2. Upload your new package to your distribution point using Jamf Admin or the Jamf Pro web console if your Master distribution point is a cloud server.
3. Now, let’s make a Smart Computer Group for scoping. It should identify whether the Install macOS High Sierra.app installer is on the target Macs and it should verify it’s at the installer for macOS 10.13.4 or later. Use “13.4” not “10.13.4”. The installer’s version doesn’t exactly match the macOS version.
4. Next, make a policy to run the package and deliver the installer silently onto the target Macs ahead of time.
Why silently? Because the end user doesn’t need to know the app is getting placed on his or her machine. That part’s not important. Also, we want this 5 GB file on the Mac before we click the button to run the ‑‑eraseinstall command. This avoids the user having to wait 10 or more minutes for the package to download and gives the appearance that reinstalling macOS begins almost instantly.
Now, let’s create the second policy that performs the magic.
5. The final policy contains the startosinstall command and we’ll place it in Self Service to create that one-button reinstall.
Because we’re putting this policy into Self Service, we need to append an ampersand ( & ) to the end of the line to allow Self Service to quit when the command is ready to restart the computer. The complete command is below.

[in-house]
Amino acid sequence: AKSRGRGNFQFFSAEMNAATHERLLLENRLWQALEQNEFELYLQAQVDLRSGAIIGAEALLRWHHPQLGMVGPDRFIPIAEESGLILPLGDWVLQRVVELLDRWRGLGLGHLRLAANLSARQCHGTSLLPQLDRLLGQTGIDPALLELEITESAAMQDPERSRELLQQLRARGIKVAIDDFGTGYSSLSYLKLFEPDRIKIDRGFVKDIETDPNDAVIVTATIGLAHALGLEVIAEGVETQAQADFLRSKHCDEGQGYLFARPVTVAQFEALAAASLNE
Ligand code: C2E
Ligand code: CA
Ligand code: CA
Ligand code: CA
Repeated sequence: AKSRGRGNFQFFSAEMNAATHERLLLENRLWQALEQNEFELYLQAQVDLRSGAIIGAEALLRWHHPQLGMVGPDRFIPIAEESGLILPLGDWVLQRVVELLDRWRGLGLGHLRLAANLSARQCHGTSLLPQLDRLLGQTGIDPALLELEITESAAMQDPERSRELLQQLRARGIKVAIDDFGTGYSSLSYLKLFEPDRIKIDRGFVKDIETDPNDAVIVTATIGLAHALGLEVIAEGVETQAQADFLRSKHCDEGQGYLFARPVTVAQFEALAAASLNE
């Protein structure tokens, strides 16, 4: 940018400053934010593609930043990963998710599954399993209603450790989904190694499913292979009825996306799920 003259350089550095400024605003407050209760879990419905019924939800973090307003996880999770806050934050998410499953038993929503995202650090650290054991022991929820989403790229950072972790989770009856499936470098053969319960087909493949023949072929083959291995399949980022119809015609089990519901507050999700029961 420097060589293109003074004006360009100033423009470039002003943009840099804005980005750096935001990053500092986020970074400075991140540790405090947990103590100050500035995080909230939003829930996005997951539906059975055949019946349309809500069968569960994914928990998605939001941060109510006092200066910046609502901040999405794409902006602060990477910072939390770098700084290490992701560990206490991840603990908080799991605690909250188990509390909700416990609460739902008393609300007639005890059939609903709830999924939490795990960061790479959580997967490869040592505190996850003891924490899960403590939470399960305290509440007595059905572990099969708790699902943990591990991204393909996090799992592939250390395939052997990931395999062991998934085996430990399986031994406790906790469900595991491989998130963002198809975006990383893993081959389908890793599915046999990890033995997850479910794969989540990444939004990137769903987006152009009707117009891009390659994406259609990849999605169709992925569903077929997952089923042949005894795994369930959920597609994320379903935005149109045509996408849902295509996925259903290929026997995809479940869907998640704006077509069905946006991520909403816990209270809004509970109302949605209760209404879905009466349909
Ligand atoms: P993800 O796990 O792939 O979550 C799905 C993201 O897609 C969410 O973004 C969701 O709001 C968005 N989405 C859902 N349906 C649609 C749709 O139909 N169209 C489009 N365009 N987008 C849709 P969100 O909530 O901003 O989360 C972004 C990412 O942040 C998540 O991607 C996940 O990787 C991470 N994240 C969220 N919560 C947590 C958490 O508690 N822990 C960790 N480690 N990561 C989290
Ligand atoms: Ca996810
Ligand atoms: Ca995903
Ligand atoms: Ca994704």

Enable this policy for Self Service, name the button something like “Erase & Install” and add an icon. Be sure to include a warning in the description alerting the user that by continuing, all data will be irrecoverably erased. Consider using markdown to add emphasis to your message.
How it works
After a user or technician clicks the Erase & Install button, the command only takes a few seconds to run and should restart the Mac within 30 seconds. It works by creating a new partition, copying the installer to the new partition, making it bootable and restarting the Mac. After restarting, the installer simply deletes the old partition with all its data, creates a new partition and installs a fresh macOS.
It takes the same amount of time to re-install macOS as if booting from an external drive and significantly less time than booting to the Recovery HD and running macOS Recovery, which downloads a fresh installer at that moment. Consider keeping a copy of the Install macOS High Sierra.app installer on your managed Macs all the time as a means of quickly erasing and re-installing the operating system on demand.
The ‑‑eraseinstall argument does have one caveat. It only works with APFS volumes. That means you can erase and install an existing macOS High Sierra Mac (10.13) that’s already been reformatted to APFS, but you cannot use it to erase and install a macOS Sierra (10.12) or earlier Mac. However, the startosinstall command does support upgrading macOS Sierra and earlier Macs to macOS High Sierra. Upgrading automatically converts HFS+ formatted SSD and flash-based drives to APFS. That command is:
"/Applications/Install macOS High Sierra.app/Contents/Resources/startosinstall" ‑‑applicationpath "/Applications/Install macOS High Sierra.app" ‑‑agreetolicense &